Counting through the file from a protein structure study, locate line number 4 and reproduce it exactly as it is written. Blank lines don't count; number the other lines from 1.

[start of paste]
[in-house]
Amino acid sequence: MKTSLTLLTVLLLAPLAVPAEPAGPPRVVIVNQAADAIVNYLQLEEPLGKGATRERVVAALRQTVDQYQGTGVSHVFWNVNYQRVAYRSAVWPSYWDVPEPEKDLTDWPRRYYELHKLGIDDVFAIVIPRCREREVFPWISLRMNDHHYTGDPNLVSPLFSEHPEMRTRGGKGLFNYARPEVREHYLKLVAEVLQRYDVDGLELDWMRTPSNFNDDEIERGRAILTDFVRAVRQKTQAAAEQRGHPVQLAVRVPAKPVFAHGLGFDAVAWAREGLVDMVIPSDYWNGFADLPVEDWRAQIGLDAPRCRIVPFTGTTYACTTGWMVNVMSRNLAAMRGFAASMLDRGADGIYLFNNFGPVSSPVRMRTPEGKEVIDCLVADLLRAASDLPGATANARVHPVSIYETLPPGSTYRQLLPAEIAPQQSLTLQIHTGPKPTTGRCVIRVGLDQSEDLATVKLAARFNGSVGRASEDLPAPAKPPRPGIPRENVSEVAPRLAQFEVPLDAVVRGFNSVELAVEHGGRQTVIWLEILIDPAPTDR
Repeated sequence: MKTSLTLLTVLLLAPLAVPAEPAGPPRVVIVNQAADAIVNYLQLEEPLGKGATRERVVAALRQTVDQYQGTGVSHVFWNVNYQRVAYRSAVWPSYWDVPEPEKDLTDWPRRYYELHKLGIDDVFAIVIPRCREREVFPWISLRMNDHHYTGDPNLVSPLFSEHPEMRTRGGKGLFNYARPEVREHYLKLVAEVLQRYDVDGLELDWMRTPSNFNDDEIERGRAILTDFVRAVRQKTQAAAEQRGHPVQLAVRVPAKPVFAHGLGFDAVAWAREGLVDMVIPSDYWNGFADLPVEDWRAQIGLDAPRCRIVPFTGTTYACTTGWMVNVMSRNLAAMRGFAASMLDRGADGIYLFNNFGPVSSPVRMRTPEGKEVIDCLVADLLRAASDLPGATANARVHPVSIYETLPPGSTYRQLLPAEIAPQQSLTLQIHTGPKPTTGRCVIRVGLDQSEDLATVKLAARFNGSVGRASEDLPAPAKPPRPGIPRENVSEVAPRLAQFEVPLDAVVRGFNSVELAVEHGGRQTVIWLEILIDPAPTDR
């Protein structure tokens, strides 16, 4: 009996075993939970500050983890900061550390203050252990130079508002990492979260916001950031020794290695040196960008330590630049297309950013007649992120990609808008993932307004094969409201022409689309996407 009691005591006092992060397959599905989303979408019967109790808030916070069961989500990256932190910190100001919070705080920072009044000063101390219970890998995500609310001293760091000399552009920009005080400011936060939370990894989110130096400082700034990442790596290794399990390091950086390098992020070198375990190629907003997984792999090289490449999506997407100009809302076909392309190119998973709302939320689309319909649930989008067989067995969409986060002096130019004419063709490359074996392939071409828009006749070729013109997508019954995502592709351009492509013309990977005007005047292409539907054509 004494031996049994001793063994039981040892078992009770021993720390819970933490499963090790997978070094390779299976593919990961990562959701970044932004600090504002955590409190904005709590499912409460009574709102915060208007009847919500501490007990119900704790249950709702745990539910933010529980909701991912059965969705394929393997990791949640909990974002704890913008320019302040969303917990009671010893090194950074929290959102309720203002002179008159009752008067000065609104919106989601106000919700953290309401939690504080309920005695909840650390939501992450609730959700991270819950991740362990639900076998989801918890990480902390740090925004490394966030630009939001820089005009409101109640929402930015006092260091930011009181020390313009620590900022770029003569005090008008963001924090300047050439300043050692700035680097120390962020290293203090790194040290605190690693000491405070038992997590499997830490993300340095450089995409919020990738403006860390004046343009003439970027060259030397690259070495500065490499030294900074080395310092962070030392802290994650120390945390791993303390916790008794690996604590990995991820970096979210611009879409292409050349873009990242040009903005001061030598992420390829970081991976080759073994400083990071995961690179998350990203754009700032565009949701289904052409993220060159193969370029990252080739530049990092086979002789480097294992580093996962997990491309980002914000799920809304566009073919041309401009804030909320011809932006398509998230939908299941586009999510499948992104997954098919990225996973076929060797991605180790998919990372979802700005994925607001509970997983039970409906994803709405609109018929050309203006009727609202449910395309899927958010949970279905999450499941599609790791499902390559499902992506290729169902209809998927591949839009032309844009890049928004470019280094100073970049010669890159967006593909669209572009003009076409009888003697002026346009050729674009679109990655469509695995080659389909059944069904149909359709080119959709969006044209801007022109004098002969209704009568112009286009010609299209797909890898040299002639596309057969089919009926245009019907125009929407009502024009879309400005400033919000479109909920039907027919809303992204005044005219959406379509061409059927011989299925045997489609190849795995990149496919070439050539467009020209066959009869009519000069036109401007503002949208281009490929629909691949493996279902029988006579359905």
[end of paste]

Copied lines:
């Protein structure tokens, strides 16, 4: 009996075993939970500050983890900061550390203050252990130079508002990492979260916001950031020794290695040196960008330590630049297309950013007649992120990609808008993932307004094969409201022409689309996407 009691005591006092992060397959599905989303979408019967109790808030916070069961989500990256932190910190100001919070705080920072009044000063101390219970890998995500609310001293760091000399552009920009005080400011936060939370990894989110130096400082700034990442790596290794399990390091950086390098992020070198375990190629907003997984792999090289490449999506997407100009809302076909392309190119998973709302939320689309319909649930989008067989067995969409986060002096130019004419063709490359074996392939071409828009006749070729013109997508019954995502592709351009492509013309990977005007005047292409539907054509 004494031996049994001793063994039981040892078992009770021993720390819970933490499963090790997978070094390779299976593919990961990562959701970044932004600090504002955590409190904005709590499912409460009574709102915060208007009847919500501490007990119900704790249950709702745990539910933010529980909701991912059965969705394929393997990791949640909990974002704890913008320019302040969303917990009671010893090194950074929290959102309720203002002179008159009752008067000065609104919106989601106000919700953290309401939690504080309920005695909840650390939501992450609730959700991270819950991740362990639900076998989801918890990480902390740090925004490394966030630009939001820089005009409101109640929402930015006092260091930011009181020390313009620590900022770029003569005090008008963001924090300047050439300043050692700035680097120390962020290293203090790194040290605190690693000491405070038992997590499997830490993300340095450089995409919020990738403006860390004046343009003439970027060259030397690259070495500065490499030294900074080395310092962070030392802290994650120390945390791993303390916790008794690996604590990995991820970096979210611009879409292409050349873009990242040009903005001061030598992420390829970081991976080759073994400083990071995961690179998350990203754009700032565009949701289904052409993220060159193969370029990252080739530049990092086979002789480097294992580093996962997990491309980002914000799920809304566009073919041309401009804030909320011809932006398509998230939908299941586009999510499948992104997954098919990225996973076929060797991605180790998919990372979802700005994925607001509970997983039970409906994803709405609109018929050309203006009727609202449910395309899927958010949970279905999450499941599609790791499902390559499902992506290729169902209809998927591949839009032309844009890049928004470019280094100073970049010669890159967006593909669209572009003009076409009888003697002026346009050729674009679109990655469509695995080659389909059944069904149909359709080119959709969006044209801007022109004098002969209704009568112009286009010609299209797909890898040299002639596309057969089919009926245009019907125009929407009502024009879309400005400033919000479109909920039907027919809303992204005044005219959406379509061409059927011989299925045997489609190849795995990149496919070439050539467009020209066959009869009519000069036109401007503002949208281009490929629909691949493996279902029988006579359905």